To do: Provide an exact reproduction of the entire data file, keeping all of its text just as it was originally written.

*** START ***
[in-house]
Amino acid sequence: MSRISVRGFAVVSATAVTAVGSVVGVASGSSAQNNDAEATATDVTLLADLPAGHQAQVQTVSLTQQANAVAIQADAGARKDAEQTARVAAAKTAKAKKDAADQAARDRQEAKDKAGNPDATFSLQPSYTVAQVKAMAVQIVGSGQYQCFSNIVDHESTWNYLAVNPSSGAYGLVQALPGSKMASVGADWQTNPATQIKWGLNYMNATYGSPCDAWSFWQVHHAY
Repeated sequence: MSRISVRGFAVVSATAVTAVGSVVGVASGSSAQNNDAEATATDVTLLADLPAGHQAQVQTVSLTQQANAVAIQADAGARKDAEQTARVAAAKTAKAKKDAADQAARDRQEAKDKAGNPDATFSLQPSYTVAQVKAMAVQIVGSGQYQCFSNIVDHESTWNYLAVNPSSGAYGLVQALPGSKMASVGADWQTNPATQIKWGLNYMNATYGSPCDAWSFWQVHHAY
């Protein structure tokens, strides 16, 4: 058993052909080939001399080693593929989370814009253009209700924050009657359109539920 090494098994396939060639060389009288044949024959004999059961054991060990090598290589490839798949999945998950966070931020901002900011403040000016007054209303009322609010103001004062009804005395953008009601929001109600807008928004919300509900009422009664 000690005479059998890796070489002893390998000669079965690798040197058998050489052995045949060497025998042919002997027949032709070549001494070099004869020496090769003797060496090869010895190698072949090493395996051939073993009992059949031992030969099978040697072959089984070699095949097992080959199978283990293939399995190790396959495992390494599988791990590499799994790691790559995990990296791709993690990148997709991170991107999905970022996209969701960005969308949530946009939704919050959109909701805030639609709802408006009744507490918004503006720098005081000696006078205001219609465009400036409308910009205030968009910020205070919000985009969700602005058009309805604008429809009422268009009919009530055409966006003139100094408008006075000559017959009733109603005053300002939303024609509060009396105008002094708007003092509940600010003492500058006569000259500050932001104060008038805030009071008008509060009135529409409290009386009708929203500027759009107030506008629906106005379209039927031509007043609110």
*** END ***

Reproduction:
[in-house]
Amino acid sequence: MSRISVRGFAVVSATAVTAVGSVVGVASGSSAQNNDAEATATDVTLLADLPAGHQAQVQTVSLTQQANAVAIQADAGARKDAEQTARVAAAKTAKAKKDAADQAARDRQEAKDKAGNPDATFSLQPSYTVAQVKAMAVQIVGSGQYQCFSNIVDHESTWNYLAVNPSSGAYGLVQALPGSKMASVGADWQTNPATQIKWGLNYMNATYGSPCDAWSFWQVHHAY
Repeated sequence: MSRISVRGFAVVSATAVTAVGSVVGVASGSSAQNNDAEATATDVTLLADLPAGHQAQVQTVSLTQQANAVAIQADAGARKDAEQTARVAAAKTAKAKKDAADQAARDRQEAKDKAGNPDATFSLQPSYTVAQVKAMAVQIVGSGQYQCFSNIVDHESTWNYLAVNPSSGAYGLVQALPGSKMASVGADWQTNPATQIKWGLNYMNATYGSPCDAWSFWQVHHAY
């Protein structure tokens, strides 16, 4: 058993052909080939001399080693593929989370814009253009209700924050009657359109539920 090494098994396939060639060389009288044949024959004999059961054991060990090598290589490839798949999945998950966070931020901002900011403040000016007054209303009322609010103001004062009804005395953008009601929001109600807008928004919300509900009422009664 000690005479059998890796070489002893390998000669079965690798040197058998050489052995045949060497025998042919002997027949032709070549001494070099004869020496090769003797060496090869010895190698072949090493395996051939073993009992059949031992030969099978040697072959089984070699095949097992080959199978283990293939399995190790396959495992390494599988791990590499799994790691790559995990990296791709993690990148997709991170991107999905970022996209969701960005969308949530946009939704919050959109909701805030639609709802408006009744507490918004503006720098005081000696006078205001219609465009400036409308910009205030968009910020205070919000985009969700602005058009309805604008429809009422268009009919009530055409966006003139100094408008006075000559017959009733109603005053300002939303024609509060009396105008002094708007003092509940600010003492500058006569000259500050932001104060008038805030009071008008509060009135529409409290009386009708929203500027759009107030506008629906106005379209039927031509007043609110």